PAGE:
In another light, one exec pointed out something to me that I am sure holds true throughout the industry. In relating it back to my BHPH operation a decade ago, it made great sense. The finance company has a comfort level of risk assigned to every deal. Pick a number (they didn’t put one on it), but just say it is $7,000 per deal. I pick that because if a deal is based on a vehicle with a $10K average trade, the finance company advances 110 percent plus tax, license and back-end product, the dealer bought the vehicle for $9K and the customer had a $1K down payment, the end amount financed would be around $14.5K. If that contract defaulted immediately, the vehicle would be lucky to net $7,5K after the repossession costs, reconditioning and auction fees.

How that relates to you is that with the wild fluctuation in auction prices over the past 12 months, what the finance companies are trying to do by adjusting advances (among other things) is maintain or reduce that risk. They certainly understand and expect the dealer to make their money, but the finance companies have to be comfortable with their level of risk. With known risk, you can price virtually anything. The problem today is that it is increasingly difficult to forecast risk, which makes pricing a deal a whole new animal, hence the swings (usually downward in recent times) of the finance programs available.

So, why do I offer these over-simplified discussions? To help dealers and SF managers to better understand their environment. A better understanding allows better decisions on the part of dealership employees and thereby better success.

To be sure, there are many dealers having success in this environment. Yes, they are the elite organizations, but it just goes to prove that the talented can achieve in any market. It also reinforces the fact that if you really want to take advantage of the SF market in your area, the rewards are still worth the efforts. You simply must have a plan. That first plan needs to revolve around your inventory.

Those of you who have been reading my writings for years know how important I feel proper inventory is to the success of SF. It is more so today, yet I talk with dealers every day who still just don’t get it. I have been saying for months that this is the time to be nimble with your inventory—very nimble. You need no more than a 30-day supply. You do need to know what the credit demographics are for the customers who have been coming into the store, and which finance companies will finance them. Define them by tiers, determine what percentages of your customers fall into each of those tiers (that are approvable) and then buy your inventory to fit those programs and maintain it there. Don’t change it unless you are able to move your available customer base up- or downstream, or suddenly a finance program becomes available (or goes away) that changes the available approvals.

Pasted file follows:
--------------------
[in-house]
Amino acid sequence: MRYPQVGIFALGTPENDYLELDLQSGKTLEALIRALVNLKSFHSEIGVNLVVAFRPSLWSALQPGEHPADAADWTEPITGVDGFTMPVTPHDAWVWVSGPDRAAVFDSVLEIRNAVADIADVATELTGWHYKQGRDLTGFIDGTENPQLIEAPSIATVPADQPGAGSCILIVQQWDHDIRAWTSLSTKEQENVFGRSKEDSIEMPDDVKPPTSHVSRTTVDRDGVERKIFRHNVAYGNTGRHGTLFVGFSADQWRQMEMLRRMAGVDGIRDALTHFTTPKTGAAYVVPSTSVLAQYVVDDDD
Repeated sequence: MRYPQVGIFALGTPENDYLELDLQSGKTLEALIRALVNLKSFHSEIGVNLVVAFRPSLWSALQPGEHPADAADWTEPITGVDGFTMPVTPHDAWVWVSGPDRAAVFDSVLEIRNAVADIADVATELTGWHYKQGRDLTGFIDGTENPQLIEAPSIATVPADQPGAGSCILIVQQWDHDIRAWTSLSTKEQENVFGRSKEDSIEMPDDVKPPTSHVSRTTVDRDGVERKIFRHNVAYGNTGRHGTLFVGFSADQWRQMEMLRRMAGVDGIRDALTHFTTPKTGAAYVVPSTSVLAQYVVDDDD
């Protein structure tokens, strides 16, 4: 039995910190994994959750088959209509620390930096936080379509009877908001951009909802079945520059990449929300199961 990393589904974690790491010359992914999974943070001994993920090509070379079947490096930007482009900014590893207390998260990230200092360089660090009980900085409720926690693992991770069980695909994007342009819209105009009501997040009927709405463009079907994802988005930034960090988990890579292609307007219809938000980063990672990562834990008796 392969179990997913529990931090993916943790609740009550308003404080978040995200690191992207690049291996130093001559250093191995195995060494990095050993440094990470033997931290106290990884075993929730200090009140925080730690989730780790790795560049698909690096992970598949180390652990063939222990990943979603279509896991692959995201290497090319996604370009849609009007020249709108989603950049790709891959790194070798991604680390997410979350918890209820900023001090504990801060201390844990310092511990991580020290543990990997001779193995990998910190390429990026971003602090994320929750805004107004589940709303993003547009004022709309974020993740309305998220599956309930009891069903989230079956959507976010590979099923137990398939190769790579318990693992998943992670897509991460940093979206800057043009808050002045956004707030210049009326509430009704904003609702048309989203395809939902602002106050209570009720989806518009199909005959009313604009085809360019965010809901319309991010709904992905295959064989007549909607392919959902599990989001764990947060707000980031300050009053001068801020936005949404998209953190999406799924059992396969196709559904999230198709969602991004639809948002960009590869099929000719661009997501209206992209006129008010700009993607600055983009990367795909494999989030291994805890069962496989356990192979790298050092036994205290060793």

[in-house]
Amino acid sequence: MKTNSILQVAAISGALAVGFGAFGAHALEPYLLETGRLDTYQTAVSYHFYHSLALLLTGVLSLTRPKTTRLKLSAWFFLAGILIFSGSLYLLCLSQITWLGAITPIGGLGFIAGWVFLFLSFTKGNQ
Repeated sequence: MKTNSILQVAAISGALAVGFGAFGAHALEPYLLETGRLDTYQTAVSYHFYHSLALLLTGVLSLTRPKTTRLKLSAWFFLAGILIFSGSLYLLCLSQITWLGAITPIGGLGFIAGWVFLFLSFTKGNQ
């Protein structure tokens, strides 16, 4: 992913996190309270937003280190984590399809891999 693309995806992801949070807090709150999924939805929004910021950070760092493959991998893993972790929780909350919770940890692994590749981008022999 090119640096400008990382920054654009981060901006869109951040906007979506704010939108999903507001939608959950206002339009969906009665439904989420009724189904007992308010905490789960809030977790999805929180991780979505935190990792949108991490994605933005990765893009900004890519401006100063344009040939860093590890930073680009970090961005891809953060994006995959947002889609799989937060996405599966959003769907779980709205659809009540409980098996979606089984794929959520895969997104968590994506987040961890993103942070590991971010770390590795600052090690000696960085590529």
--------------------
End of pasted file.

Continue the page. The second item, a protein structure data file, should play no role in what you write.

By doing this, you will most likely see you don’t need a slew of $14,000+ vehicles. Most often, this process becomes an eye opener as to why you may be having trouble structuring deals that yield approvals at acceptable gross profit levels. Usually I find it is the combination of vehicle and deal structure that keeps deals from getting approved.

What I don’t want to hear is that you can’t find the inventory. That story is as old as the hills. When someone makes a true commitment to find the appropriate inventory, it is amazing how quickly it can happen. It is uncanny how one dealer can claim the inventory, purchased at the right price, is impossible to find yet the dealer a half mile away can buy it all day long. It is available!

The business has changed. It has gotten tougher – much more like it was 15 years ago. Finance companies and banks are reviewing their positions every day. Are you? The question to ask yourself is, if the industry has changed, what have I done to change with it? Start with your inventory and make sure it is spot-on. You will be amazed at the difference it makes in putting deals together—and not just SF deals.

Until next month,
Great selling!